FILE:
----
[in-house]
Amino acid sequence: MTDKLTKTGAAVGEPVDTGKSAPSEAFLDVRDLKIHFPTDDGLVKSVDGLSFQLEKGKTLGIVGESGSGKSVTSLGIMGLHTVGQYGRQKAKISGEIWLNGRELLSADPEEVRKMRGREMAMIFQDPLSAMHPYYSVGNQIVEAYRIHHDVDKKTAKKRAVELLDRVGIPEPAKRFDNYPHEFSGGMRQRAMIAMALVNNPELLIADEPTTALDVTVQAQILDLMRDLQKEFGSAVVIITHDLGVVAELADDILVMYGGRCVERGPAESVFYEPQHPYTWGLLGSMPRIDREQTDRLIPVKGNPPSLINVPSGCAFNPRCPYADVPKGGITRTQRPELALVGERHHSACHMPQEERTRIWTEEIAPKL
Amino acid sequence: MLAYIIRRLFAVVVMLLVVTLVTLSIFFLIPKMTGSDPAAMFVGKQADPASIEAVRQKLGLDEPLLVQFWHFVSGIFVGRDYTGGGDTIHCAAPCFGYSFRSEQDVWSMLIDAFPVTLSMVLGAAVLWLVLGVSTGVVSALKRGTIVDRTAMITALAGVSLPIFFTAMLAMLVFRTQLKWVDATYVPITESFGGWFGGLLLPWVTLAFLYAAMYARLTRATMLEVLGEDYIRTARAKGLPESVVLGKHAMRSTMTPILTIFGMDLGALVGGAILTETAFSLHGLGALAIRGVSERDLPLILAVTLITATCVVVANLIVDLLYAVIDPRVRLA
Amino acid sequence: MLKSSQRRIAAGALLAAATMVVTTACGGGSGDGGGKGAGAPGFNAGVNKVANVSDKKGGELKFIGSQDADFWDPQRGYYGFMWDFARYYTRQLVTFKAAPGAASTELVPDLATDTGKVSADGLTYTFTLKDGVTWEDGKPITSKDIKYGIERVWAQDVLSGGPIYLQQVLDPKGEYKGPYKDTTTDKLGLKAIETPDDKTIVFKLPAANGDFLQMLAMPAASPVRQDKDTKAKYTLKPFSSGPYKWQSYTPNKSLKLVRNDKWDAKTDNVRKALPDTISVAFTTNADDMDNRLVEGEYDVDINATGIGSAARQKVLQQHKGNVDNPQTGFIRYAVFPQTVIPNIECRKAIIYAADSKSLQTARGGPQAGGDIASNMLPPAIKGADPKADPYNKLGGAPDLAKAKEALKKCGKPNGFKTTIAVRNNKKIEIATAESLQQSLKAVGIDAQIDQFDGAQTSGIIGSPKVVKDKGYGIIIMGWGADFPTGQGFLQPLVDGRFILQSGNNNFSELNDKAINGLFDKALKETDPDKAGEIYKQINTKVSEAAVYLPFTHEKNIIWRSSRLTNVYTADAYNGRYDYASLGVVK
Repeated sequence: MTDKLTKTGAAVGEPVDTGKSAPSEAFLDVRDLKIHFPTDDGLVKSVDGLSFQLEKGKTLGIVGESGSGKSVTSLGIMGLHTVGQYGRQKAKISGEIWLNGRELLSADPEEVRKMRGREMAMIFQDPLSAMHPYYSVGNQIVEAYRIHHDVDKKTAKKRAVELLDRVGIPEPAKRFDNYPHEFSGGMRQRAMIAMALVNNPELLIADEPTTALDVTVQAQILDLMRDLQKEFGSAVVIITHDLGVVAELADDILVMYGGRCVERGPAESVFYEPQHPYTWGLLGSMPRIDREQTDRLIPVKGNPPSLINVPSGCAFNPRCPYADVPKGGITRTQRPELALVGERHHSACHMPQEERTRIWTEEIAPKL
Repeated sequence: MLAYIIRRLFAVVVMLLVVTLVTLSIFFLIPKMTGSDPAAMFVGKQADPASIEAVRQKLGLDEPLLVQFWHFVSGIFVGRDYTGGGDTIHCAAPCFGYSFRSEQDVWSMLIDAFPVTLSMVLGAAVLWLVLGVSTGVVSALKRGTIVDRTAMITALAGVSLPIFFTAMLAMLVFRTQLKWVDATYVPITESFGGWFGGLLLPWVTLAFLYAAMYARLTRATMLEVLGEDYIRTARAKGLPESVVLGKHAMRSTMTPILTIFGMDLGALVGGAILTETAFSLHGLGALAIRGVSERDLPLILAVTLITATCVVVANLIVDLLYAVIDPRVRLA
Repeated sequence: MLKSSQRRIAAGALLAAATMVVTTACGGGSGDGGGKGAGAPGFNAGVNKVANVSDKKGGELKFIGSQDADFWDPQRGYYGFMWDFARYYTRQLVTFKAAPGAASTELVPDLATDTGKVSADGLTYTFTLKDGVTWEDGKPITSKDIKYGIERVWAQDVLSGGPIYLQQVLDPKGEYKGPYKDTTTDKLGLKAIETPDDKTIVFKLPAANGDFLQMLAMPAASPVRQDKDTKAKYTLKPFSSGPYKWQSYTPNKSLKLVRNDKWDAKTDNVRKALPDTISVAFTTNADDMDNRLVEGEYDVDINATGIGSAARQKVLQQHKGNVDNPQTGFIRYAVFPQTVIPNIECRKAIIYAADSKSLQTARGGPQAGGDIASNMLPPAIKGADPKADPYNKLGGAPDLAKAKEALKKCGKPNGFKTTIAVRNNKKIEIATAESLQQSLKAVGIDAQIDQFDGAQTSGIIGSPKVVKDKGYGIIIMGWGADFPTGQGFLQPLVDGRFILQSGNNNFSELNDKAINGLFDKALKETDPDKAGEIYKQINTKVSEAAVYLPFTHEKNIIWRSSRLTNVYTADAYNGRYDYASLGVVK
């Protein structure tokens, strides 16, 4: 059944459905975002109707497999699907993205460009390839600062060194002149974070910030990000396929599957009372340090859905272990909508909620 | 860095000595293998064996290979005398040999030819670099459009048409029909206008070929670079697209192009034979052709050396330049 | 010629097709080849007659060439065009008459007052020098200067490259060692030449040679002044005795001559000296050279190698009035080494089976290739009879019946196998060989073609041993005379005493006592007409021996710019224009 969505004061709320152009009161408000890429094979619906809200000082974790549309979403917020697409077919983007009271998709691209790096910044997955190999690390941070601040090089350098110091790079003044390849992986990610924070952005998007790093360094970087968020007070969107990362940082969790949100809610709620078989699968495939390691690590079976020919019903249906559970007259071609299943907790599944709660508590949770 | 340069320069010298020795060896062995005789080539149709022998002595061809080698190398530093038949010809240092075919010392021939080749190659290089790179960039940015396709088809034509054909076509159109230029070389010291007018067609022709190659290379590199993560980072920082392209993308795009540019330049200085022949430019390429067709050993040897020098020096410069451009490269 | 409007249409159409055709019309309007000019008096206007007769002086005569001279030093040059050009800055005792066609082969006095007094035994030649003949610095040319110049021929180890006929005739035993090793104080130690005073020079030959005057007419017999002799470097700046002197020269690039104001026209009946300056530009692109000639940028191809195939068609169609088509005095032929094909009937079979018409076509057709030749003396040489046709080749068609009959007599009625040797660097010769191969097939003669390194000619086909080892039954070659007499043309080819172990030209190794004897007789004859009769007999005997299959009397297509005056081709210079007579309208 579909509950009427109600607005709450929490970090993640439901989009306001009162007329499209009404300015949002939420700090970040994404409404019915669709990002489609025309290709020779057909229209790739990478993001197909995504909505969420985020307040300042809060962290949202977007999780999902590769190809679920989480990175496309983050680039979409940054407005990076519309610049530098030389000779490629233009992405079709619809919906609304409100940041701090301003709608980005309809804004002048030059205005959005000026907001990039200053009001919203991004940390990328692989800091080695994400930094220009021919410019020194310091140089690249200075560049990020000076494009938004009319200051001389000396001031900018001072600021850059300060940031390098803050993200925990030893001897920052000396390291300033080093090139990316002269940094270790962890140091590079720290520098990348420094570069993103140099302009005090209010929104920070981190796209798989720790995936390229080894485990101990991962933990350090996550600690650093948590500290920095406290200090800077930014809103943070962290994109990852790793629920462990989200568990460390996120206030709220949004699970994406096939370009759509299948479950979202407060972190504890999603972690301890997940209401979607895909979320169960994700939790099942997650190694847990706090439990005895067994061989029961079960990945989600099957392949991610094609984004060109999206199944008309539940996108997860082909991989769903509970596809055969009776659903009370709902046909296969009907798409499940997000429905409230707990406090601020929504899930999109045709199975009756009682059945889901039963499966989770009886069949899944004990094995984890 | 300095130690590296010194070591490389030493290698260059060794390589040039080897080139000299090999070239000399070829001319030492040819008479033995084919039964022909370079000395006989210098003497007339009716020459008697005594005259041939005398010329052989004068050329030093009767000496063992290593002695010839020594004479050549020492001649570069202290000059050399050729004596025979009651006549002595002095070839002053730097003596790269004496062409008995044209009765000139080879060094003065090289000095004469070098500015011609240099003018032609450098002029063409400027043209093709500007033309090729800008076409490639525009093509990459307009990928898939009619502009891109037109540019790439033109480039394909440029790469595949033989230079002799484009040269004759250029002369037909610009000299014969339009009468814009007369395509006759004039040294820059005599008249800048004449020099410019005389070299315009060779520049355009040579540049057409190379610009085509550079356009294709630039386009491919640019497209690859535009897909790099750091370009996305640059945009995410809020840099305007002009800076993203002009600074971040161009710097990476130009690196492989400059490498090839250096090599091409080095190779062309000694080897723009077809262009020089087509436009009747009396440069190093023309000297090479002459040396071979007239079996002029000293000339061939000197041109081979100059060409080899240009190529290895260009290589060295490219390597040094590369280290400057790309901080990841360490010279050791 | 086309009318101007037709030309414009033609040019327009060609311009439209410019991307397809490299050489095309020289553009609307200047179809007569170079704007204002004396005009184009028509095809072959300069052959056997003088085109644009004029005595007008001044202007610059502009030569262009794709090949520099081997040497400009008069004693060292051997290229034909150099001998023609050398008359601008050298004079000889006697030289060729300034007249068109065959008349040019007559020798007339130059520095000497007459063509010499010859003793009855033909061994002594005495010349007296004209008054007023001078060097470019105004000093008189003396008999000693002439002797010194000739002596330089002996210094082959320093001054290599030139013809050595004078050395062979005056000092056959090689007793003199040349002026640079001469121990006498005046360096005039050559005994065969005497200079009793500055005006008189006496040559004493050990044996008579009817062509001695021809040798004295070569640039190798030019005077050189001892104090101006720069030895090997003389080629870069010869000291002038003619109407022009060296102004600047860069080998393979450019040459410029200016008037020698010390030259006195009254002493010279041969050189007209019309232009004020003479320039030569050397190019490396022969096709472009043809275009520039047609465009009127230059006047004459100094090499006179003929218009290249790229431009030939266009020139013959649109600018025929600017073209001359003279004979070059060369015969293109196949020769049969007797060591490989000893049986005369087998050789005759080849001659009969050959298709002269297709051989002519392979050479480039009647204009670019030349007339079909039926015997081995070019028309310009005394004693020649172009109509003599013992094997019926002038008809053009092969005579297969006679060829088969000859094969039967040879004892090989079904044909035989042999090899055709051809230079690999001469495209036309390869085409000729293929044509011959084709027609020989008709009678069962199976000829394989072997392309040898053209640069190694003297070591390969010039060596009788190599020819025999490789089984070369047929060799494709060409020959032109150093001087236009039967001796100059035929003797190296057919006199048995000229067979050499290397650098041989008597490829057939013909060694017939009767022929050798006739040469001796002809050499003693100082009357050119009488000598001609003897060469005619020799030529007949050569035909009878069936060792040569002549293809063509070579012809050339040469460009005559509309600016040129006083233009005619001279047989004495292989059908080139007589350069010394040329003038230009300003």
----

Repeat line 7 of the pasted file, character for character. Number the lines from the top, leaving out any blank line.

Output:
Repeated sequence: MLKSSQRRIAAGALLAAATMVVTTACGGGSGDGGGKGAGAPGFNAGVNKVANVSDKKGGELKFIGSQDADFWDPQRGYYGFMWDFARYYTRQLVTFKAAPGAASTELVPDLATDTGKVSADGLTYTFTLKDGVTWEDGKPITSKDIKYGIERVWAQDVLSGGPIYLQQVLDPKGEYKGPYKDTTTDKLGLKAIETPDDKTIVFKLPAANGDFLQMLAMPAASPVRQDKDTKAKYTLKPFSSGPYKWQSYTPNKSLKLVRNDKWDAKTDNVRKALPDTISVAFTTNADDMDNRLVEGEYDVDINATGIGSAARQKVLQQHKGNVDNPQTGFIRYAVFPQTVIPNIECRKAIIYAADSKSLQTARGGPQAGGDIASNMLPPAIKGADPKADPYNKLGGAPDLAKAKEALKKCGKPNGFKTTIAVRNNKKIEIATAESLQQSLKAVGIDAQIDQFDGAQTSGIIGSPKVVKDKGYGIIIMGWGADFPTGQGFLQPLVDGRFILQSGNNNFSELNDKAINGLFDKALKETDPDKAGEIYKQINTKVSEAAVYLPFTHEKNIIWRSSRLTNVYTADAYNGRYDYASLGVVK